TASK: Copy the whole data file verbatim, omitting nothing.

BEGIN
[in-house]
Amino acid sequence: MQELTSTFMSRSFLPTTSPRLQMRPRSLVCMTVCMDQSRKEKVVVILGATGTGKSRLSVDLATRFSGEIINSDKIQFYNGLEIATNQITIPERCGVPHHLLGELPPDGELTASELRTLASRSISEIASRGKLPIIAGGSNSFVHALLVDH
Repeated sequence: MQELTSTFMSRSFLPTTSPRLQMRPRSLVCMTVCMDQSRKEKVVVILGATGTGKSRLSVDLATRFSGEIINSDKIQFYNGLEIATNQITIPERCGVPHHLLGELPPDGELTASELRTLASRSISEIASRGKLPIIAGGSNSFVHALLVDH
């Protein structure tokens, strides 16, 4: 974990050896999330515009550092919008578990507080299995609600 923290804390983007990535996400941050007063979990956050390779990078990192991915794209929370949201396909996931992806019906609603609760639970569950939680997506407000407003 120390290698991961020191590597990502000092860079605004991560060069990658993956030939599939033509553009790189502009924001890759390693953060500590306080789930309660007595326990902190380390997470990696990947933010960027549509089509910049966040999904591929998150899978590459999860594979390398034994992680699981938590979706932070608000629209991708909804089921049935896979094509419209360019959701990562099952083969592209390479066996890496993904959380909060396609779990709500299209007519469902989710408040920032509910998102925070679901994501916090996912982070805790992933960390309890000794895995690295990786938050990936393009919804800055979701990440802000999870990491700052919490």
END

[in-house]
Amino acid sequence: MQELTSTFMSRSFLPTTSPRLQMRPRSLVCMTVCMDQSRKEKVVVILGATGTGKSRLSVDLATRFSGEIINSDKIQFYNGLEIATNQITIPERCGVPHHLLGELPPDGELTASELRTLASRSISEIASRGKLPIIAGGSNSFVHALLVDH
Repeated sequence: MQELTSTFMSRSFLPTTSPRLQMRPRSLVCMTVCMDQSRKEKVVVILGATGTGKSRLSVDLATRFSGEIINSDKIQFYNGLEIATNQITIPERCGVPHHLLGELPPDGELTASELRTLASRSISEIASRGKLPIIAGGSNSFVHALLVDH
């Protein structure tokens, strides 16, 4: 974990050896999330515009550092919008578990507080299995609600 923290804390983007990535996400941050007063979990956050390779990078990192991915794209929370949201396909996931992806019906609603609760639970569950939680997506407000407003 120390290698991961020191590597990502000092860079605004991560060069990658993956030939599939033509553009790189502009924001890759390693953060500590306080789930309660007595326990902190380390997470990696990947933010960027549509089509910049966040999904591929998150899978590459999860594979390398034994992680699981938590979706932070608000629209991708909804089921049935896979094509419209360019959701990562099952083969592209390479066996890496993904959380909060396609779990709500299209007519469902989710408040920032509910998102925070679901994501916090996912982070805790992933960390309890000794895995690295990786938050990936393009919804800055979701990440802000999870990491700052919490």